Christians in the News Blog

June 22, 2009

While a television show can be a group event, the internet tends to isolate individuals with their computers. Are Facebook and other internet social networks affecting family time? Researchers at the University of Southern California have found that people are spending less time with their families. While the study, which took place at The Annenberg Center for the Digital Future, did not directly link the rise in internet-based social applications with the decline in family time, senior researchers hypothesized the connection based on other data. In 2008 the average monthly hours people spent with their families decreased by almost a third from the average for 2000-2005. [photo from]

Combining prayer and advocacy, the National Hispanic Prayer Breakfast and Conference meets this week in Washington, D.C. The Conference connects Hispanic religious and community leaders with policymakers on Capitol Hill in order to address issues such as immigration reform and the recent increase in hate crimes against Hispanics.

Also in D.C., President Obama extended benefits (but not health care) to gay partners of federal employees on Wednesday, and everyone has an opinion. A limited victory for gay-rights advocates, the move has been denounced by some Christian leaders who believe it is a step toward legalizing gay marriage. One Evangelical leader in Idaho, however, has decided to address the issue a different way. Though he considers homosexuality a sin, Tom Munds will join the Boise Pride Parade in order to show Jesus' love for gays and to display a banner about homosexual recovery programs.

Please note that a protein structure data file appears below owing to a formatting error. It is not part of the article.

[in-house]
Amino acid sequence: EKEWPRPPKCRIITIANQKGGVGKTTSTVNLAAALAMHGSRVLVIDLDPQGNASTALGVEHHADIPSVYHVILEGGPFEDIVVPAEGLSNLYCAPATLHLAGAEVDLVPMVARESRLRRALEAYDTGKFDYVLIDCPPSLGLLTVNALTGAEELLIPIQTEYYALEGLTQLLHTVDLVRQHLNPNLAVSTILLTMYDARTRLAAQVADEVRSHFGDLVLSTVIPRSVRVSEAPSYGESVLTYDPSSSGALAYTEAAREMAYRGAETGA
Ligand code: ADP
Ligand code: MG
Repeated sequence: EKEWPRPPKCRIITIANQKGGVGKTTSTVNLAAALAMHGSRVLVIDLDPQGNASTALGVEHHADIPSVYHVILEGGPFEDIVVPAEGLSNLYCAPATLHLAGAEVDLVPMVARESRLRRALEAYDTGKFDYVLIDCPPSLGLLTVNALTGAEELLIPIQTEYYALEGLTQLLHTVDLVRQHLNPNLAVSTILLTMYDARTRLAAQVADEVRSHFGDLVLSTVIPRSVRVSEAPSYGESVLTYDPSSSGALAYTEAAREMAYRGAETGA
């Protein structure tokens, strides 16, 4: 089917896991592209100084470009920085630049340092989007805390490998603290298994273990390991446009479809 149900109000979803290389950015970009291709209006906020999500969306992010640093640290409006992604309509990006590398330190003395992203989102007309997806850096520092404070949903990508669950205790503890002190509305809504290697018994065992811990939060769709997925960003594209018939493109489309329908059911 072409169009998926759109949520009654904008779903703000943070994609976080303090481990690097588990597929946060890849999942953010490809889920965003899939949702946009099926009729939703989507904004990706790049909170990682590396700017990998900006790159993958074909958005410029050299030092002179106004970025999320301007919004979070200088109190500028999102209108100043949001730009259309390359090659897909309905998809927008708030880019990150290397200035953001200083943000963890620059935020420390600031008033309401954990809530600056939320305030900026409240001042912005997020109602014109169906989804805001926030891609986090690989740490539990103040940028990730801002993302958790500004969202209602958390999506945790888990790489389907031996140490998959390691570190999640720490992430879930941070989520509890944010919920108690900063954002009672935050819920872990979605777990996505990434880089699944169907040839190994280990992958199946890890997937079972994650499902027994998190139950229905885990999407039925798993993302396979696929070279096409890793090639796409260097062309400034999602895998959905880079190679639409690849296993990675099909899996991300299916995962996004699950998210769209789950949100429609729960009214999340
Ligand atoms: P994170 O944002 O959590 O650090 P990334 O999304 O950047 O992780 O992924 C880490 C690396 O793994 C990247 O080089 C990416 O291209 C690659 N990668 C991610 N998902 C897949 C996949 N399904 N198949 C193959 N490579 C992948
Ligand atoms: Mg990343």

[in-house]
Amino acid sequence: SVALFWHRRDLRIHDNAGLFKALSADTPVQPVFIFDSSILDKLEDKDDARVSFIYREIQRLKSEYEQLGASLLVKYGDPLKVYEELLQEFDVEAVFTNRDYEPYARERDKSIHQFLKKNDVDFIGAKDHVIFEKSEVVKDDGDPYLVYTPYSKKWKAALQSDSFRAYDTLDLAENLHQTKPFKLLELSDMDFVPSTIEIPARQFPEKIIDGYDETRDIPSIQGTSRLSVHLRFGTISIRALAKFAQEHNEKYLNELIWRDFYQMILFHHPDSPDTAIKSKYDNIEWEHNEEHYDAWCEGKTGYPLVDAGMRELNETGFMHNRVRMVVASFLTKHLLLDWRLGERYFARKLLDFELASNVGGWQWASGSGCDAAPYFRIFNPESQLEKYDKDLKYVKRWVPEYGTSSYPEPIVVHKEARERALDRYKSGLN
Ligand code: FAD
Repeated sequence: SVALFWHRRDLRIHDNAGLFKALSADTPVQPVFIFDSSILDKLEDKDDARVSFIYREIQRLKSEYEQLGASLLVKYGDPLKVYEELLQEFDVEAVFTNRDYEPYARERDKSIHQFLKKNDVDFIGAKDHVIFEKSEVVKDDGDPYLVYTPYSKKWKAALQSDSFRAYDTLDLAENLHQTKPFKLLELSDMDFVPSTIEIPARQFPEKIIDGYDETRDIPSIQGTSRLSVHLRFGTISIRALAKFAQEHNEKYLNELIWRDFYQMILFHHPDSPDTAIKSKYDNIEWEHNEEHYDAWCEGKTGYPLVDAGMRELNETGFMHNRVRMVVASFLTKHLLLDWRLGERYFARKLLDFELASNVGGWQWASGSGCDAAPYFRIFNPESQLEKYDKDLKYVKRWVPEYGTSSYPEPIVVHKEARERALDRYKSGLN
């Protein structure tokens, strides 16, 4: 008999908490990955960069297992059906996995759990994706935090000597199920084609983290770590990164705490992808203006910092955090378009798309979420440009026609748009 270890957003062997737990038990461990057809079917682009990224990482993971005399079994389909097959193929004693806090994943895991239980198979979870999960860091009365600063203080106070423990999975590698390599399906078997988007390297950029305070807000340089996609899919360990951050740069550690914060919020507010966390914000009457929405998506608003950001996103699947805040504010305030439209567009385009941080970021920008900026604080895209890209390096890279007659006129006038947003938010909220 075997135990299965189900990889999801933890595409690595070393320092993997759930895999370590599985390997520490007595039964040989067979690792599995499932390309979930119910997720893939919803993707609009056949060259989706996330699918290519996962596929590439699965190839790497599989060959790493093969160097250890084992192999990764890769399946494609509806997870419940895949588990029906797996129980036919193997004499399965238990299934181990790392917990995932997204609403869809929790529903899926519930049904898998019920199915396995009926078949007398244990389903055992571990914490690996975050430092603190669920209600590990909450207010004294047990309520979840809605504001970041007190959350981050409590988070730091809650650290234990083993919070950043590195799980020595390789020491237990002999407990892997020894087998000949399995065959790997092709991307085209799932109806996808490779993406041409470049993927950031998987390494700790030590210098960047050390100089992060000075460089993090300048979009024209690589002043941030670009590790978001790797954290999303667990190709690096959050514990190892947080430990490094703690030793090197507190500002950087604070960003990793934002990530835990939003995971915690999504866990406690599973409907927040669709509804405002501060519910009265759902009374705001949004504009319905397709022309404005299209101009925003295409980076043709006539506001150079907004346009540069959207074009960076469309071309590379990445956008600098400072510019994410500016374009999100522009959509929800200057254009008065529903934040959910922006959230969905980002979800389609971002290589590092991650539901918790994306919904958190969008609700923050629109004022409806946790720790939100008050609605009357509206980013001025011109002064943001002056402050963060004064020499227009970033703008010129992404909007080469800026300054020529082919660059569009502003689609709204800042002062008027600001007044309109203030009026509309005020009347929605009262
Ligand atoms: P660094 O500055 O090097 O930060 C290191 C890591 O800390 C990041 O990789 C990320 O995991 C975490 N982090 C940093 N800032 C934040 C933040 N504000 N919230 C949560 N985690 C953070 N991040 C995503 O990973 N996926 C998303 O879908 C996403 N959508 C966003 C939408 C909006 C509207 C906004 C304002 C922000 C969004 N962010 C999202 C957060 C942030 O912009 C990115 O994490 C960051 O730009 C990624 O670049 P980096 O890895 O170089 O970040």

Focus on the Family's new CEO, Jim Daly, is also finding his own style of leadership after James Dobson resigned as chairman of the board this spring. Comparing himself with Dobson, Daly said, "He's black and white -- a scientist. That's a good thing. He's provided clarity for the culture. For me, it's more about having a conversation with people." The media ministries of Focus on the Family have a global audience of 230 million people. [photo from]

Focus on the Family and PBS, the Public Broadcasting Network, may seem on opposite ends of the spectrum, but in reality PBS has been airing religious services for years. Last week, however, a proposal to ban all religious programming came before the PBS board. They decided to compromise, banning new religious programs but allowing existing shows to continue. PBS stations have long had a policy of "noncommercial, nonpartisan and nonsectarian" material, but the guidelines have been loosely interpreted. Some member stations are even operated by religiously affiliated groups, for example Mormons in Salt Lake City and Catholics in New Orleans. These and many other PBS stations regularly air religious services such as the popular Catholic "Mass for Shut-Ins." The board also decided that PBS stations may sponsor religious programming on digital TV or on the web as long as they do not use the PBS name. The ban on new religious programming will not affect journalistic coverage of religion or commentary about religious issues.

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